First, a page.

Wednesday, 26 January 2011

Pumpkin

Can you help? I bought this pumpkin at the local farmers market. It was a last minute purchase as I was leaving. Its wonderful pale colour attracted my attention. My husband, already weighed down with bags volunteered to carry it and it was very heavy. When I asked what it's name I was told it was a pale green kabocha. But, I'm pretty sure they're wrong.


The family of kabocha, which includes  Hubbard and Orange Hokkaido are pear-shaped not the traditional pumpkin-shape. I think it might be Valenciano. Does anyone know? Whatever it's called it is a wonderfully dry and firm fleshed pumpkin. Now dry might sound derogatory but with pumpkin it isn't, often pumpkin is watery and tasteless. The French potimarron, a orange kabocha pumpkin has dry flesh and a chestnut flavour, indicated by it's French name. It's  problem is a large cavity full of seeds so there is not a lot of flesh. My mystery pumpkin was full of flesh.


So far I've made wonderful soup, a delicious spicy pumpkin from India: The Cookbook (page 289) twice. Of course I changed it. I didn't mash the pumpkin and the second time I added some tamarind, in my opinion the sourness improved the flavour. I also succeeded in making delicious pumpkin gnocchi because the flesh was dry. I 'm now down to my last piece, which I think I'll roast.  I'm on the hunt for another one.

15 comments:

Anonymous said...

Why not a roast pumpkin, lentil, chevre salad with a hot bacon vinaigrette? M&N

Jennifer said...

Sounds delicious, you hooked me with the bacon dressing.

TC said...

Having lived in Japan and having a Japanese wife, I've never seen a pale green Kabocha. It has to be something else.

Jennifer said...

Glad you agree with me. I am still sticking with Valenciano, but I was sent this link http://www.yates.co.nz/products/seeds/vegetables/pumpkin-whanga-crown/
Perhaps it is the same pumpkin with another name?

Malcolm Loades said...

In the UK it's a Crown Prince Squash - photo here http://www.flickr.com/photos/fluffymuppet/242938082/

I have one which will be used tomorrow to make Squash and Butter Bean Soup.

Malcolm

Jennifer said...

Thanks for the link Malcolm. Does your pumpkin look the same as mine on the inside?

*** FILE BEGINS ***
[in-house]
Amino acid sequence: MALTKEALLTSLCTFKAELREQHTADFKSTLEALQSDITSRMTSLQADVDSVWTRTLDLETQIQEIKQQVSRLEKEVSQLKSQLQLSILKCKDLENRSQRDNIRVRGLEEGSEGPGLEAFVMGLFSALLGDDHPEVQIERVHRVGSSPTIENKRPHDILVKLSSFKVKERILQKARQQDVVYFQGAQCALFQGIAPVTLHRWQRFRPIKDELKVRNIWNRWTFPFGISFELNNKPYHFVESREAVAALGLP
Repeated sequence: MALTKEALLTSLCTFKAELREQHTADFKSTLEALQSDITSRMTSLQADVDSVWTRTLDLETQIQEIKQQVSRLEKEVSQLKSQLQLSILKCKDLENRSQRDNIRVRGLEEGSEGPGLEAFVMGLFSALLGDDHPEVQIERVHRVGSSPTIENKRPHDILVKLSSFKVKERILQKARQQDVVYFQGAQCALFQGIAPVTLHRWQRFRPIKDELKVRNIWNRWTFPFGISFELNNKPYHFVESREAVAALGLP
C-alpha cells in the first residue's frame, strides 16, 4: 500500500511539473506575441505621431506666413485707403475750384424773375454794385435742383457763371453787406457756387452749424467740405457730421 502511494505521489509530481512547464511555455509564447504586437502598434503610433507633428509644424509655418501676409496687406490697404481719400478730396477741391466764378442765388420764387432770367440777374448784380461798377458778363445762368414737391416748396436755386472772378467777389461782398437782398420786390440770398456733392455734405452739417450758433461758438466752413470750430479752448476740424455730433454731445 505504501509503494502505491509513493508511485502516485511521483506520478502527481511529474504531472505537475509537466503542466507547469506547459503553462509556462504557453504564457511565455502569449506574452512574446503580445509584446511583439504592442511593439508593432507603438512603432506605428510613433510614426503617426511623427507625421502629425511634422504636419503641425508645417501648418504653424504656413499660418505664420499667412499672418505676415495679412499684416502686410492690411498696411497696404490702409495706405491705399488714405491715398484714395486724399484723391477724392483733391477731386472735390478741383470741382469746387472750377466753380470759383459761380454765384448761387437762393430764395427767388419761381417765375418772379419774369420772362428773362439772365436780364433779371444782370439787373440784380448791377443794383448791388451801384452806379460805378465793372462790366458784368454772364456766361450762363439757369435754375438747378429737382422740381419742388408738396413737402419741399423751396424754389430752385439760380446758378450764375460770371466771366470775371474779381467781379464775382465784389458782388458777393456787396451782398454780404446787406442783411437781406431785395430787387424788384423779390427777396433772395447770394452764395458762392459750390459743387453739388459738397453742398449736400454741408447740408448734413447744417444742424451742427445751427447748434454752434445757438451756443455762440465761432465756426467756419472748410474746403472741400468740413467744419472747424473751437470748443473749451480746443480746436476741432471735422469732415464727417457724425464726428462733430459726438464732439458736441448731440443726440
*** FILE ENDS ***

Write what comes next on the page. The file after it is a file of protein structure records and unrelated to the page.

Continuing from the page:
Anonymous said...

These are the pumpkins i get all the time in NZ they are called Crown pumpkins and have the same inside as yours, we have had them growing out of our compost from the seeds we chucked out. In season you can pick them up for $.99c! Real bargain!

Jennifer said...

Lucky you!If I lived closer I'd be poking about in your compost. What's your favourite way to cook them?

Amber said...

Hi Jennifer - this looks like the Jarradale pumpkin that we sell the seed for at Urban Harvest in Toronto. It is an Australian heirloom!
http://bit.ly/isbA4v

Jennifer said...

Thanks Amber it seems to be a popular pumpkin in the Antipodes. I have no place to grow my own pumpkin. Do you only sell seeds or plants and produce as well?

Unknown said...

It is not a Jarradale, as it does not have any ribs and is not flat enough. It definitely looks like a Crown pumpkin. Lucky you.

I'm trying to hunt down some seeds or actual pumpkins in the States to eat or grown them (and eat!)as they are the best for roasting. The dry flesh caramelizes wonderfully and holds it shape. All the other pumpkin types I have tried get too wet with the roasting method and I do miss a good roast pumpkin.

Jennifer said...

I'm not sure I'll ever solve this pumpkin puzzle. Good luck sourcing those seeds. You are right you need a good dry pumpkin to roast. I prefer dry pumpkins in general so much more flavour. With many you just have wet, mushy flesh. I'll be back in Paris next month and am looking forward to cooking with potimarron.

Nick K. said...

We have a pumpkin that looks exactly like yours, and we have been searching for its identity as well. We're thinking it might be a Blue Lakota.

Anonymous said...

You may have solved this by now, but I also think it is a Crown, Cucurbita maxima. The large seeds, bluish color, slight ribbing, flesh color, and stem size all match crown. If you search "crown pumpkin images" I think you will find your dear friend. Best, Anna

Jennifer said...

Thanks for you suggestion Anna. I am not sure I really solved it. Pumpkins have lots of different names and varieties vary from country to country. I will check out crown pumkins.

Post a Comment